New opportunities are needed to increase immune checkpoint blockade (ICB) benefit. Whereas the interferon (IFN)γ pathway harbors both ICB resistance factors and therapeutic opportunities, this has not been systematically investigated for IFNγ-independent signaling routes. A genome-wide CRISPR/Cas9 screen to sensitize IFNγ receptor-deficient tumor cells to CD8 T cell elimination uncovered several hits mapping to the tumor necrosis factor (TNF) pathway. Clinically, we show that TNF antitumor activity is only limited in tumors at baseline and in ICB non-responders, correlating with its low abundance. Taking advantage of the genetic screen, we demonstrate that ablation of the top hit, TRAF2, lowers the TNF cytotoxicity threshold in tumors by redirecting TNF signaling to favor RIPK1-dependent apoptosis. TRAF2 loss greatly enhanced the therapeutic potential of pharmacologic inhibition of its interaction partner cIAP, another screen hit, thereby cooperating with ICB. Our results suggest that selective reduction of the TNF cytotoxicity threshold increases the susceptibility of tumors to immunotherapy.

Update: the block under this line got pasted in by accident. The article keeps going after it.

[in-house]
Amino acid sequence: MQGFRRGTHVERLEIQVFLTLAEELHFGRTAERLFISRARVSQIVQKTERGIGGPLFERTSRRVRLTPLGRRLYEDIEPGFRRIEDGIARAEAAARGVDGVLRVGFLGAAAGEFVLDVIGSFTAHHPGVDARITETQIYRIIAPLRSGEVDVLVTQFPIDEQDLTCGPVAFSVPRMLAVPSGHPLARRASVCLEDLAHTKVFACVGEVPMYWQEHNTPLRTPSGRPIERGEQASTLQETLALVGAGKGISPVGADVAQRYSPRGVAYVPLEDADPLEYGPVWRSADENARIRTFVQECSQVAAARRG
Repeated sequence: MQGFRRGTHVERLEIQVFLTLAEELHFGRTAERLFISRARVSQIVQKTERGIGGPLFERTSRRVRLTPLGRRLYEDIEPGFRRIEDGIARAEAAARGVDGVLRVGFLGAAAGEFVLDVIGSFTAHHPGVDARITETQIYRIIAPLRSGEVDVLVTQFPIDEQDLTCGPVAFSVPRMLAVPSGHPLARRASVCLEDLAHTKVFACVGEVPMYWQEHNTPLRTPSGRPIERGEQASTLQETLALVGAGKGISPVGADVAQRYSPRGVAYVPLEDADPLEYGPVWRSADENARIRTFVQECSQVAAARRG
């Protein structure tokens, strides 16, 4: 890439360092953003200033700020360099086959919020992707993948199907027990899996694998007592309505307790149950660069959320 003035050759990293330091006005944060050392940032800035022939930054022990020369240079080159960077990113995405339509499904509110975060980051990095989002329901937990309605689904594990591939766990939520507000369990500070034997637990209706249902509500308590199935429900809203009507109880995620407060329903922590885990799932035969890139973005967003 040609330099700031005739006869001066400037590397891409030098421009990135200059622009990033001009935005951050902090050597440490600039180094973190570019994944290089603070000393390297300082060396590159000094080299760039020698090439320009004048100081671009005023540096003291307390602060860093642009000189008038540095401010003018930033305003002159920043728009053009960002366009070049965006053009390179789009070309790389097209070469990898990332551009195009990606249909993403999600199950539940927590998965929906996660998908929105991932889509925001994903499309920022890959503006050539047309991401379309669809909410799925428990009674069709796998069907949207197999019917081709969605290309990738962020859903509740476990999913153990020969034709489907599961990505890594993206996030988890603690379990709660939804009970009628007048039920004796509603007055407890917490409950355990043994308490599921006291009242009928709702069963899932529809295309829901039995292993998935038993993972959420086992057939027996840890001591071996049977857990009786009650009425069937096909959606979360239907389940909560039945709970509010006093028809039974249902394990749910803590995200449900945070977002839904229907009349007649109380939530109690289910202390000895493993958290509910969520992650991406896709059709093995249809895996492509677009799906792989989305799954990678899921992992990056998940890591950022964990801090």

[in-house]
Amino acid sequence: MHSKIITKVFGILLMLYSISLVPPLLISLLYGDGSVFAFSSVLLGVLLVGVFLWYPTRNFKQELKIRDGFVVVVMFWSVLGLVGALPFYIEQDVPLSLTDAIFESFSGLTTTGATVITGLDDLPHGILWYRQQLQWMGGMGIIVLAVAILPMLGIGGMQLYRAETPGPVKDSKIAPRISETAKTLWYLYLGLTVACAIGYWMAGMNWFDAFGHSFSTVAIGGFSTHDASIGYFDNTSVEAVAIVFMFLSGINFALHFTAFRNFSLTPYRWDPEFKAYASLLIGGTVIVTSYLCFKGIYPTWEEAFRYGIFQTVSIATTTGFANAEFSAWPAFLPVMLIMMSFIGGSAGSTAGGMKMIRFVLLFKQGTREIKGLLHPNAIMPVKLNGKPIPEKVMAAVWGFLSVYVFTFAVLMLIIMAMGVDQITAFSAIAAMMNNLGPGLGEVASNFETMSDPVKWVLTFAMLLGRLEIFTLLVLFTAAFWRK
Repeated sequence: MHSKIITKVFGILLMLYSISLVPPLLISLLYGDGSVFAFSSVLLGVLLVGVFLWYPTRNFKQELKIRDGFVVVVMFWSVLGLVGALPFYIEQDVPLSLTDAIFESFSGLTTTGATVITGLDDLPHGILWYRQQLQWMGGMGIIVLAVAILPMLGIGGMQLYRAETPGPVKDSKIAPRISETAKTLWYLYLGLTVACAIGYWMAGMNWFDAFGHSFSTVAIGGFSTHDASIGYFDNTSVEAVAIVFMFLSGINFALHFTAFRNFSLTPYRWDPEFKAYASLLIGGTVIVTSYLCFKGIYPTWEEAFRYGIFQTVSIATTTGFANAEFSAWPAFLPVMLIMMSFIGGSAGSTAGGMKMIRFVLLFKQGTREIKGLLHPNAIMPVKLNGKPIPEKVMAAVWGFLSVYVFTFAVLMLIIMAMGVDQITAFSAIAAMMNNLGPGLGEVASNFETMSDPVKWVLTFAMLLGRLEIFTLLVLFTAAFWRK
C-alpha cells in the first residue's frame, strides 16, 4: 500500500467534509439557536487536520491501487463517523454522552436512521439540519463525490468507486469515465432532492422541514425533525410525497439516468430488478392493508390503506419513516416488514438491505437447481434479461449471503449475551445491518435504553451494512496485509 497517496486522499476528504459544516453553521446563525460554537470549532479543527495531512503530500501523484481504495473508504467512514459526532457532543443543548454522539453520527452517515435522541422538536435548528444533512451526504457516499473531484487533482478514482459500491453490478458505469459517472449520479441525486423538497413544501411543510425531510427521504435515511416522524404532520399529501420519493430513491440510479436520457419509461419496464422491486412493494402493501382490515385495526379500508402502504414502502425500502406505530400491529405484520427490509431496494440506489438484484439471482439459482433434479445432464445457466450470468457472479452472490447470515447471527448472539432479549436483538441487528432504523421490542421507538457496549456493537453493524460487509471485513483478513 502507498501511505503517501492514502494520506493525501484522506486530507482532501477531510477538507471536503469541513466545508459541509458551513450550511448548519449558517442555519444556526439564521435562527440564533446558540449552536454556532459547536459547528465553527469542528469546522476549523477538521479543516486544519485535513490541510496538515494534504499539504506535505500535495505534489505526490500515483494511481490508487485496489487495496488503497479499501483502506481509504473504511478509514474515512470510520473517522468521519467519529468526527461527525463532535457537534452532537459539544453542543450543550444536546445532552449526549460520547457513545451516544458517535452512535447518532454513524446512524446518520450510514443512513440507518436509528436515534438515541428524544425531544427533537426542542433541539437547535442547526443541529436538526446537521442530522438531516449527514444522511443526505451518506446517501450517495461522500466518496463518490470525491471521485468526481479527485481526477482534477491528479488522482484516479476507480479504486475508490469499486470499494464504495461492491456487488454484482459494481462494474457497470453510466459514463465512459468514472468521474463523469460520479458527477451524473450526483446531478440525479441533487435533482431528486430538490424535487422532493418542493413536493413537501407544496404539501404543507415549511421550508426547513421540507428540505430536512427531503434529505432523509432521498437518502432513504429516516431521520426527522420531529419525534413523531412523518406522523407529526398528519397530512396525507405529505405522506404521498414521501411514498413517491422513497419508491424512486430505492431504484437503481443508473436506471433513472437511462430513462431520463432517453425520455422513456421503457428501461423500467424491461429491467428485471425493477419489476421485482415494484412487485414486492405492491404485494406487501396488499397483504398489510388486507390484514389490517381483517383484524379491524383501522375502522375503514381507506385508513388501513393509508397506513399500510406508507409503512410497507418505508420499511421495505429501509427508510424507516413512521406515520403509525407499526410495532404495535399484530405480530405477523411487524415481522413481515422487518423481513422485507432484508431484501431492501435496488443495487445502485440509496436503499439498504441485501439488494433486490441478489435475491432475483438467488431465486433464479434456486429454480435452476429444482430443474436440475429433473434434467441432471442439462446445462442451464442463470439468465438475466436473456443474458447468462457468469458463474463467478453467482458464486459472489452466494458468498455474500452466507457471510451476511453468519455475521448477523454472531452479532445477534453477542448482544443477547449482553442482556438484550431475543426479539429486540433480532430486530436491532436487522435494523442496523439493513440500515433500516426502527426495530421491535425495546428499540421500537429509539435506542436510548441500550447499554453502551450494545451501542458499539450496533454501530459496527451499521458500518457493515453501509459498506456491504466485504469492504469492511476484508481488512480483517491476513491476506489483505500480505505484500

Keywords: TNF; TRAF2; birinapant; immune checkpoint blockade; immunotherapy; lung cancer; melanoma.
Copyright © 2019 Elsevier Inc. All rights reserved.